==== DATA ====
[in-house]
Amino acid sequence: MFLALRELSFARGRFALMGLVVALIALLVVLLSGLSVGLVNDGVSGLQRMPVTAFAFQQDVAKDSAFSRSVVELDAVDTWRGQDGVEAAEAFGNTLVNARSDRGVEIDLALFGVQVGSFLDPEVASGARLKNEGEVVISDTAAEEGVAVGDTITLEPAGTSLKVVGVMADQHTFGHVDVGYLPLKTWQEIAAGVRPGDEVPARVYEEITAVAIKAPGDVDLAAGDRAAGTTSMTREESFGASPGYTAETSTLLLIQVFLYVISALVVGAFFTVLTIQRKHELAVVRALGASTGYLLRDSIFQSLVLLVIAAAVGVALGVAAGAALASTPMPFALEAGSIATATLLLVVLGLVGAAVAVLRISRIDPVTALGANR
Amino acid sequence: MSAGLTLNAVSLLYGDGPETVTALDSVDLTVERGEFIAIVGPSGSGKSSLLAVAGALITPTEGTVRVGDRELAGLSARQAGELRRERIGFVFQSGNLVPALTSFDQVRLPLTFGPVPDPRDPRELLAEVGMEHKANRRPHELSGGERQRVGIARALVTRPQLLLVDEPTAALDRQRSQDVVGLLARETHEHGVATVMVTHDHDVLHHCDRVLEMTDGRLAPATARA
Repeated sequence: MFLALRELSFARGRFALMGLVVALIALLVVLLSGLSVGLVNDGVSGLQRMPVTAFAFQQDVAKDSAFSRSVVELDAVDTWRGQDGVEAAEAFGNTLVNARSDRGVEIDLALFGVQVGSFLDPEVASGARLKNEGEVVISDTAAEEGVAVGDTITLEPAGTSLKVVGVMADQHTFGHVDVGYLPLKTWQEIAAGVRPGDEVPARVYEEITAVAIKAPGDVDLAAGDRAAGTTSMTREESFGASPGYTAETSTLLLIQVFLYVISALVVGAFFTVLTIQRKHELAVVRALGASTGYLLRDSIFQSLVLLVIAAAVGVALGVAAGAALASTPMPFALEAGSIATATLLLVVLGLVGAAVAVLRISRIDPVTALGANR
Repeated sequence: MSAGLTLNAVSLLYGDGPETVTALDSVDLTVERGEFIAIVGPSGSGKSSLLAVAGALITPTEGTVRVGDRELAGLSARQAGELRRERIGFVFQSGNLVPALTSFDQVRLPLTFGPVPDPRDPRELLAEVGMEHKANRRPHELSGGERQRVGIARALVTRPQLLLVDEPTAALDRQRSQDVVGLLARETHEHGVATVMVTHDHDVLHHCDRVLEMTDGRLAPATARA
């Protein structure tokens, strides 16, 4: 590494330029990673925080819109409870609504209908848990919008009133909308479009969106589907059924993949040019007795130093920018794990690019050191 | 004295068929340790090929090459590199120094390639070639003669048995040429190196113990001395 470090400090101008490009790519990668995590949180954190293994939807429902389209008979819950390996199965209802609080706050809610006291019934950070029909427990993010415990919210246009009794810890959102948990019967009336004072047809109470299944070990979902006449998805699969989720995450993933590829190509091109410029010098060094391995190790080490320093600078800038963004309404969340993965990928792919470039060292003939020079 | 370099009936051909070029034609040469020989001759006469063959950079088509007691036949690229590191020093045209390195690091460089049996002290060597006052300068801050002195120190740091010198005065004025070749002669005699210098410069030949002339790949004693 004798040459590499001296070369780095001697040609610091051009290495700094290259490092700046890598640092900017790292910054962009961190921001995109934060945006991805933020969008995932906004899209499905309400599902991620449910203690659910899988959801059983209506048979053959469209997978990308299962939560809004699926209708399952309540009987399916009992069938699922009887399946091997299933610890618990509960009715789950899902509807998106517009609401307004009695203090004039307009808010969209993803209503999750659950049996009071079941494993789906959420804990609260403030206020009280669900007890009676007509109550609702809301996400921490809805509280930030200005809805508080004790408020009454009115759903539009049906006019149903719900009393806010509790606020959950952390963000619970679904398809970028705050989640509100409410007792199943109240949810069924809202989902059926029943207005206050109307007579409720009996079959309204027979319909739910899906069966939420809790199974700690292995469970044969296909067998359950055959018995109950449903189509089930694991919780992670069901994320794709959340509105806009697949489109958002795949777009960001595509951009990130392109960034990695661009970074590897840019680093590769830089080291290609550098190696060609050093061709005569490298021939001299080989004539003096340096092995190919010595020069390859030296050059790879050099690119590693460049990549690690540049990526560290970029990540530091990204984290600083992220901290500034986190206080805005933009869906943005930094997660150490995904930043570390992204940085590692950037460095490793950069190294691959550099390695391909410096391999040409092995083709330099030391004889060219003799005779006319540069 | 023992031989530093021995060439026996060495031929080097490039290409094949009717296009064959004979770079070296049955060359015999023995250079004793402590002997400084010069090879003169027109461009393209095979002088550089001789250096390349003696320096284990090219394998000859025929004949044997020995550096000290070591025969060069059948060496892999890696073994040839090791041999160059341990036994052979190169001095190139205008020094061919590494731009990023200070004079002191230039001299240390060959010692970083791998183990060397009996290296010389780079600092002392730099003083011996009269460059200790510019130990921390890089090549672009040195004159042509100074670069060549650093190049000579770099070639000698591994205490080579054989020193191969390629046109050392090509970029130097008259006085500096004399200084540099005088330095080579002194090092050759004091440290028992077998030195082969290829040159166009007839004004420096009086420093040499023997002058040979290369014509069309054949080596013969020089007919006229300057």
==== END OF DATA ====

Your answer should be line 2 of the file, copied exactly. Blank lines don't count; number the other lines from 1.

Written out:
Amino acid sequence: MFLALRELSFARGRFALMGLVVALIALLVVLLSGLSVGLVNDGVSGLQRMPVTAFAFQQDVAKDSAFSRSVVELDAVDTWRGQDGVEAAEAFGNTLVNARSDRGVEIDLALFGVQVGSFLDPEVASGARLKNEGEVVISDTAAEEGVAVGDTITLEPAGTSLKVVGVMADQHTFGHVDVGYLPLKTWQEIAAGVRPGDEVPARVYEEITAVAIKAPGDVDLAAGDRAAGTTSMTREESFGASPGYTAETSTLLLIQVFLYVISALVVGAFFTVLTIQRKHELAVVRALGASTGYLLRDSIFQSLVLLVIAAAVGVALGVAAGAALASTPMPFALEAGSIATATLLLVVLGLVGAAVAVLRISRIDPVTALGANR